A single wireless ethernet device serving a small area (generally no more than 150 feet in most cases). The access point, the "starting point" for the service, functions as a bridge between the radio (air) and the wired network. It is through the access point that the radio card in the laptop finds a path to the Penn State intranet and other Internet connected resources.
At Penn State, wireless access points are installed to connect to the Integrated Backbone service within each building. The access points broadcast a signal to the surrounding area via airwaves. Any wireless capable laptop within that area can receive the signal and communicate with the access point, and through it, with the rest of the network.
A person identified for an organization, responsible for administrative and policy concerns for the machines using an assigned subnet. This person also acts as the secondary contact with OVPIT for changes in the domain name system.
IEEE is the Institute of Electrical and Electronics Engineers, a standards body that promotes design specifications to ensure compatibility between different manufacturer's products. 802.11x is the IEEE designation for the particular kind of wireless networking technology that is being used for Penn State's wireless LAN service.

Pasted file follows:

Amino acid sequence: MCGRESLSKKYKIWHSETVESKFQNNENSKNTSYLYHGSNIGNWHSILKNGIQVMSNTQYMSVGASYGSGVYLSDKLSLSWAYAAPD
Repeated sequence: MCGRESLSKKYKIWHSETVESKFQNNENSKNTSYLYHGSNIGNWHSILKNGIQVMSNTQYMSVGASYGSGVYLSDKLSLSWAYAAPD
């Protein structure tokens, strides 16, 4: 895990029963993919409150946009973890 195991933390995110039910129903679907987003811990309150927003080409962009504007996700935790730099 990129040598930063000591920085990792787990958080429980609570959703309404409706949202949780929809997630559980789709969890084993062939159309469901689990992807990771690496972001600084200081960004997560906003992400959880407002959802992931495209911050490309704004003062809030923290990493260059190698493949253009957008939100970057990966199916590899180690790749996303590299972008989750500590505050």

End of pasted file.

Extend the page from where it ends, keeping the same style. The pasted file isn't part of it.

Penn State Wireless uses radio air waves, instead of traditional wires, to connect a computer to the University network and the Internet. Penn State Wireless is not intended as a replacement for the campus wired infrastructure.
A person identified for an organization, responsible for security matters for an assigned subnet such as representing the organization at computer and network security meetings and insuring that University computer and network security policies are followed.
A person identified for an organization, responsible for the technical matter for an assigned subnet such as assigning the host part of the Internet address, and also acts as the primary contact with OVPIT for changes in the domain name system.
Wireless LAN Adapters
Penn State Wireless is designed for use by wireless capable laptops such as those that have either a built-in wireless chipset or a wireless network interface card (NIC), which fit into the PCMCIA card slots of laptops.
These wireless LAN adapters provide an interface between the laptop's network operating system (NOS) and the airwaves. The wireless adapters are similar to Ethernet cards, but with a built-in radio antenna that communicates with access points. The nature of the wireless connection is transparent to the NOS. Because of this, applications work the same as they do on wired LANs having similar performance capabilities.